He added, "I feel bad for the companies that are in downtown Windsor."
Managers of one of Windsor's largest attractions, Casino Windsor, believe it is still too early the measure the full impact of the new regulations. About 80 percent of the patrons who visit Casino Windsor are American, said Holly Ward, a spokesman for the hotel and casino.
"It's certainly an issue that concerns us," Ms. Ward said yesterday. "Anything that affects the borders - tie-ups, security - it is definitely a concern of ours."
The casino, which opened in 1994 and is one of Windsor's largest employers, already has suffered in the aftermath of the 2001 terrorist attacks, laying off 100 workers last year amid declining revenue. Still, plans for a $400 million expansion were announced earlier this year with the hope of business returning.
The mandatory passport rule could have a serious impact on all industry along the border - especially on the Windsor side, said Dave Battagello, the border reporter for the Windsor Star. Mr. Battagello characterized this border plan as "one of the most extreme" implemented since the terrorist attacks.
"Every one of these kind of puts another nail in the coffin for [openness on the border]," he said. "Fewer and fewer people are crossing the border to visit casinos, to go shopping, or even visit family."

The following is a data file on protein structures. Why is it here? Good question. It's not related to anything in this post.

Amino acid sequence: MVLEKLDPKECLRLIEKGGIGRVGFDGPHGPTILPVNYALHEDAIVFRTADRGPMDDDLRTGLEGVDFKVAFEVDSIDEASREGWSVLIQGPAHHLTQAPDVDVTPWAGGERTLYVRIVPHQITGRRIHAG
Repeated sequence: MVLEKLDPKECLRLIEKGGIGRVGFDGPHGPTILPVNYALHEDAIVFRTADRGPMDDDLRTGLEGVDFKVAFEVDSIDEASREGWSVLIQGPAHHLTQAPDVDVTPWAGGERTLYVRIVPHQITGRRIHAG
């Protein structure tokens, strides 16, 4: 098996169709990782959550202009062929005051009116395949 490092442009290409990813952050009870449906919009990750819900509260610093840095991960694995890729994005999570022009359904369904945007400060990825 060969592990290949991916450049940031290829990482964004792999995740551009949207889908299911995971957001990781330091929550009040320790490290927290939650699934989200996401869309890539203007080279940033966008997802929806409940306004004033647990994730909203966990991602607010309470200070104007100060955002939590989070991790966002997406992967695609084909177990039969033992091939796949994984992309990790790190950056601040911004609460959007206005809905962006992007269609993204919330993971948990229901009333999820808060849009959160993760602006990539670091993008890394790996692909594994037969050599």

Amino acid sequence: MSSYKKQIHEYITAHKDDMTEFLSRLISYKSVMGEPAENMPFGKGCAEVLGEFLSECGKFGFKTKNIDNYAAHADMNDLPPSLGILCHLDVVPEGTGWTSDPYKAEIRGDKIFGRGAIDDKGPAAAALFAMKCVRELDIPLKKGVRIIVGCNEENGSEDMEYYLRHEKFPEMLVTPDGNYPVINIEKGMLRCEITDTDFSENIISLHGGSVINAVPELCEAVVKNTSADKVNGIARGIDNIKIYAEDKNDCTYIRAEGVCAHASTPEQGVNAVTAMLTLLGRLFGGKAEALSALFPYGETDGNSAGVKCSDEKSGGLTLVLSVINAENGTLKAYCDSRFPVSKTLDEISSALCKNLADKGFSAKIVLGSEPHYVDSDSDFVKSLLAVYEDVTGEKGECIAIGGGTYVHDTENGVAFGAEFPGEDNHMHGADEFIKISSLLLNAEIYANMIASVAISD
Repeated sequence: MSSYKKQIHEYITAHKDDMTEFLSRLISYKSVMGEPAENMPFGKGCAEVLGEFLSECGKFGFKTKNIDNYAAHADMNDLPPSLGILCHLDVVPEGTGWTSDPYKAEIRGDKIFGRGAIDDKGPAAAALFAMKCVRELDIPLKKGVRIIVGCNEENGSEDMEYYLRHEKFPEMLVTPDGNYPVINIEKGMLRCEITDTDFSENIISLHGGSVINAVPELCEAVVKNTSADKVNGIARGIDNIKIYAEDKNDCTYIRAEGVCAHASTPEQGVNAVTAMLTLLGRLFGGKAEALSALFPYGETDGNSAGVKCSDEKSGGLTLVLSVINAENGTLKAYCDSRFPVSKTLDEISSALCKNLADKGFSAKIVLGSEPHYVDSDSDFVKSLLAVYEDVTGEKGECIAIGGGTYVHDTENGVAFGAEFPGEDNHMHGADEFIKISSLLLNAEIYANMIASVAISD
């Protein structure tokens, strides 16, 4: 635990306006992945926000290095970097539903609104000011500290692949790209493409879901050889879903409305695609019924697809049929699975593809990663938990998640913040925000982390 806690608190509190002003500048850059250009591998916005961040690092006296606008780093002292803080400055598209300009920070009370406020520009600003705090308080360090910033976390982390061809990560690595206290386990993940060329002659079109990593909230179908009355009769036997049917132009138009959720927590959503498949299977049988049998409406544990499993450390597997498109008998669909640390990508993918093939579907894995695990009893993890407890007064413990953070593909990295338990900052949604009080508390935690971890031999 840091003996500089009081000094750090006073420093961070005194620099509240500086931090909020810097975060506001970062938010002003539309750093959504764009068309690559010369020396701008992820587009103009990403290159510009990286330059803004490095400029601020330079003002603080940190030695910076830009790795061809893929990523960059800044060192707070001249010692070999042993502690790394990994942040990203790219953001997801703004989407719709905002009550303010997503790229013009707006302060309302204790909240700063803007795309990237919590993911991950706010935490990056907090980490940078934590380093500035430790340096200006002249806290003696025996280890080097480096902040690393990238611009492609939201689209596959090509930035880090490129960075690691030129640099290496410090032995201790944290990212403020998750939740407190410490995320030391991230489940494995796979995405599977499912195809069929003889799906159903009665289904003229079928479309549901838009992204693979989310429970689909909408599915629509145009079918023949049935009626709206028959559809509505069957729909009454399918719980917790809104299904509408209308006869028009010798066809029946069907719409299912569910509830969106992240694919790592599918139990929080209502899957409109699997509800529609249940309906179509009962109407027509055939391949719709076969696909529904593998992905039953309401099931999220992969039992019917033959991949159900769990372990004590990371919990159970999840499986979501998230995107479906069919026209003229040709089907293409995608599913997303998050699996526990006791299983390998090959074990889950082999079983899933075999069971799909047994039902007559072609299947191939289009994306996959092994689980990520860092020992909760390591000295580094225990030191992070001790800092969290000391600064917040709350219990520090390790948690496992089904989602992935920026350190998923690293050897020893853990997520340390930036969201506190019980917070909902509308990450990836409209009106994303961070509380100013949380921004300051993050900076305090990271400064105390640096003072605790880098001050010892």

Transportation companies that carry Americans to and from Pelee Island said they expect little impact on their business. Kelly Griffing, treasurer of Griffing Flying Service in Sandusky, said the company was prepared for the proposed passport requirement.
"We've been telling our customers for years that this was going to be coming about, and it really doesn't affect us at all," Mrs. Griffing said. The airline company offers year-round service to the Canadian island, with seven daily flights during the summer.
Windsor's marina district has slowed down in recent years, said Chuck Robinson, the manager of Riverside Marina at Port Windsor.
"Since Sept. 11, the security has tightened up, which is understandable," Mr. Robinson said. "Most of us are unaware of what the laws really are."
Mr. Robinson also questions if the new rules will be effective.
"All it does is keep the honest people honest," he said. "The crooks are still going to be crooks."
There also is uncertainty about how the new policy will affect workers who cross borders each day to go to work, including employees at Ford's Windsor engine plant.
Christine Hollander, a spokesman for Ford of Canada, said she did not expect the changes to be a problem for most employees because many already have passports. She said the company has not made any decisions about purchasing passports for employees who must cross the border for work.
"We'll evaluate it case-by-case and make a decision," she said.
Staff writer Steve Murphy contributed this report.
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Larry Smith's bad case of spring fever gave him the urge to cross the border to Windsor yesterday for an afternoon at Casino Windsor.